Why is it there? I’m told Nabokov’s writing is beautiful and lyrical and accomplished and I didn’t really feel like reading that when it was featuring pedophilia so I opted to put Pale Fire on my TBR instead of Lolita. Unfortunately though, I’m just not that interested in actually reading Nabokov other than to be able to say I’ve read Nabokov and that is no longer really enough enticement for me nowadays.
Do I own it? No
Verdict? Ditch

6. Rat Queens, Volume 1 by Kurtis J. Wiebe and Roc Upchurch

Why is it there? Back when I was desperately looking for graphic novels to read, all of Booktube seemed to recommend this one as something bright and colourful so I bought it. And then it sat on my shelf for months, nay years at this point, and wasn’t read. I’d almost be tempted to ditch it except there’s a readathon coming up I’ll likely be able to read it during so…
Do I own it? Yes
Verdict? Keep

7. Hold Your Own by Kate Tempest

Why is it there? I’m well aware that Kate Tempest is a universally admired and adored poet. I believe this is a poem-sequence based on the myth of Tiresias. I was all ready to be brutally honest with myself and ditch this, thinking I’d never read it, but then I went onto Goodreads and read a couple of quotes from it and now I think I actually might give it a shot, especially if I can find the audio version of this because I’m sure Kate reading out her poetry would be even more powerful than reading it myself.
Do I own it? No
Verdict? Keep

8. The Pickwick Papers by Charles Dickens

Why is it there? Baz Pierce once described this as (I’m paraphrasing but the sentiment is the same) “a group of lads piss-arsing about the English countryside for 900 pages”. I mean I don’t know if I’m necessarily into that but I also know I do generally like Dickens so I probably would like it once I got around to stopping being intimidated by how long it is. Even so, I have plenty of Dickens books on my TBR shelf so I don’t think this needs to also be on there, since I’m not likely to forget it exists anytime soon when I walk past my Complete Works of Dickens collection of books every morning on the way to the shower.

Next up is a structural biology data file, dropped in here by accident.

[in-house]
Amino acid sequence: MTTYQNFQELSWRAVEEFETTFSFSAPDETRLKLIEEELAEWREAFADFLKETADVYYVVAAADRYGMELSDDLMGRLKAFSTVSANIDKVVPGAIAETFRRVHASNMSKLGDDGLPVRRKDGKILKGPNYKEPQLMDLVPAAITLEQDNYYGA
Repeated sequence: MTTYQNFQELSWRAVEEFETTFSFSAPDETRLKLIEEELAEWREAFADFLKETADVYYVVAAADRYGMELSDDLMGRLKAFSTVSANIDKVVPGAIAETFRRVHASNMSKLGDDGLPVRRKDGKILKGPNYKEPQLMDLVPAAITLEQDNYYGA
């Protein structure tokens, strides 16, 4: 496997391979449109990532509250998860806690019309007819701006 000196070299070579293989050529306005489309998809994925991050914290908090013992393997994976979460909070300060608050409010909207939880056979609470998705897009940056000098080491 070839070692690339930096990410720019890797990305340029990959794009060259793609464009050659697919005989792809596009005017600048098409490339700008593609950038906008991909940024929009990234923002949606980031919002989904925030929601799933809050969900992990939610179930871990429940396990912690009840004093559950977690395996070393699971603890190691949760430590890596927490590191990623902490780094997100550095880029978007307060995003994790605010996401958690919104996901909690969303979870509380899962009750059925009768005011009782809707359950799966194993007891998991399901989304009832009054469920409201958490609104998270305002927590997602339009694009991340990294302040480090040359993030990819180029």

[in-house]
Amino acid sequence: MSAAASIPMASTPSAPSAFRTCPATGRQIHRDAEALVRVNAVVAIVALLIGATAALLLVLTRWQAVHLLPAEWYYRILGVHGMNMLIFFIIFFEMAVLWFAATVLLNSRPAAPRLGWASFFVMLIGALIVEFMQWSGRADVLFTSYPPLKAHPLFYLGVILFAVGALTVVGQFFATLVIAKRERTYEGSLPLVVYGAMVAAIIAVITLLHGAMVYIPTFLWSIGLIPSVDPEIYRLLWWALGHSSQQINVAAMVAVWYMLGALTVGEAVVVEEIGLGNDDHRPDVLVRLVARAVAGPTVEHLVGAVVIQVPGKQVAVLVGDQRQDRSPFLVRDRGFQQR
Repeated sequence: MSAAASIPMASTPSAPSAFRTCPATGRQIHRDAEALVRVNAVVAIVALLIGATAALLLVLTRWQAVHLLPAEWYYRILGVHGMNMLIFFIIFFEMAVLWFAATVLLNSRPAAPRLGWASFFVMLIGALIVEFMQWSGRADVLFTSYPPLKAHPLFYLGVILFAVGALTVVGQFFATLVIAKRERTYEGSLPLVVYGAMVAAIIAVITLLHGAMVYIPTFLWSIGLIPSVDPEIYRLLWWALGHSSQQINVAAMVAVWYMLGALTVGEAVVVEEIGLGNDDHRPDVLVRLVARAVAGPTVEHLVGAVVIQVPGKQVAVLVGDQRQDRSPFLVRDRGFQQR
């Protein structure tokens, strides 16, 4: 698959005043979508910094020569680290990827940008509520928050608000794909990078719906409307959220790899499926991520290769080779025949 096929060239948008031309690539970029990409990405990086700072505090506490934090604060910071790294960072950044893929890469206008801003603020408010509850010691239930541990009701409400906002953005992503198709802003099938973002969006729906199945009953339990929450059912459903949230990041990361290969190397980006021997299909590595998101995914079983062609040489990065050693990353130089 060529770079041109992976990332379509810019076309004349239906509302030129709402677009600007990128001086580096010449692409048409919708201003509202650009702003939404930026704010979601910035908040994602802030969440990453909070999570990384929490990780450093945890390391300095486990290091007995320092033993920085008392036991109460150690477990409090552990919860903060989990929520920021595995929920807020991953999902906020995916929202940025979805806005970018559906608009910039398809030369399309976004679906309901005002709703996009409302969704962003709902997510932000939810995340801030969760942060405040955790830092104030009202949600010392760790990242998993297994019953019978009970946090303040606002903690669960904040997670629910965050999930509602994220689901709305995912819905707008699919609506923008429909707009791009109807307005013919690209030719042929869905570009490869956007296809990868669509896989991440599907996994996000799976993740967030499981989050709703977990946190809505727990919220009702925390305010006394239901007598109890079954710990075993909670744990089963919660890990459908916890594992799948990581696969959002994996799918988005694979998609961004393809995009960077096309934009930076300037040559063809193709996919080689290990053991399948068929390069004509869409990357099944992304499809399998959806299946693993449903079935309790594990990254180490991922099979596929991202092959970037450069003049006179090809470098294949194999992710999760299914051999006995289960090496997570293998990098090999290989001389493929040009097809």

Do I own it? Yes
Verdict? Ditch

9. Steelheart by Brandon Sanderson

Why is it there? I really thoroughly enjoyed reading Sanderson’s Mistborn trilogy and, of course, when that happens and I think I’ve found a new author to explore, I end up putting nearly all of their other series books onto my TBR, including this one. Looking back at it now, this one seems to be YA dystopian and I’m just… I’m just not interested in that much anymore. It’s time has come and gone for me and so too shall this book from my TBR…
Do I own it? No
Verdict? Ditch

10. The Prince by Niccolò Machiavelli

Why is it there? I feel like I need to read this so that I actually know Machiavellian politics rather than just paraphrasing what is already paraphrased about it in a Wikipedia article. Of all the random 16th century texts I optimistically thought I might read at some point, this is the one that has a chance of actually getting read.
Do I own it? No
Verdict? Keep

This round:
Kept – 4
Ditched – 6

Kept – 151
Ditched – 149

That’s all folks for the thirtieth round of my Down the TBR Hole project. I’m struggling more and more nowadays to ditch books, but maybe that means I’m starting to get to down to the books I actually do want to read without the extraneous titles? We can live in hope, anyhow, because I still have a hell of a lot of books on my TBR so let’s hope I never fall out of love with reading as my TBR currently stands at 679 books!

But have I made a terrible mistake in ditching some of these titles? Or have I kept some that really aren’t worth my time? Let me know in the comments below!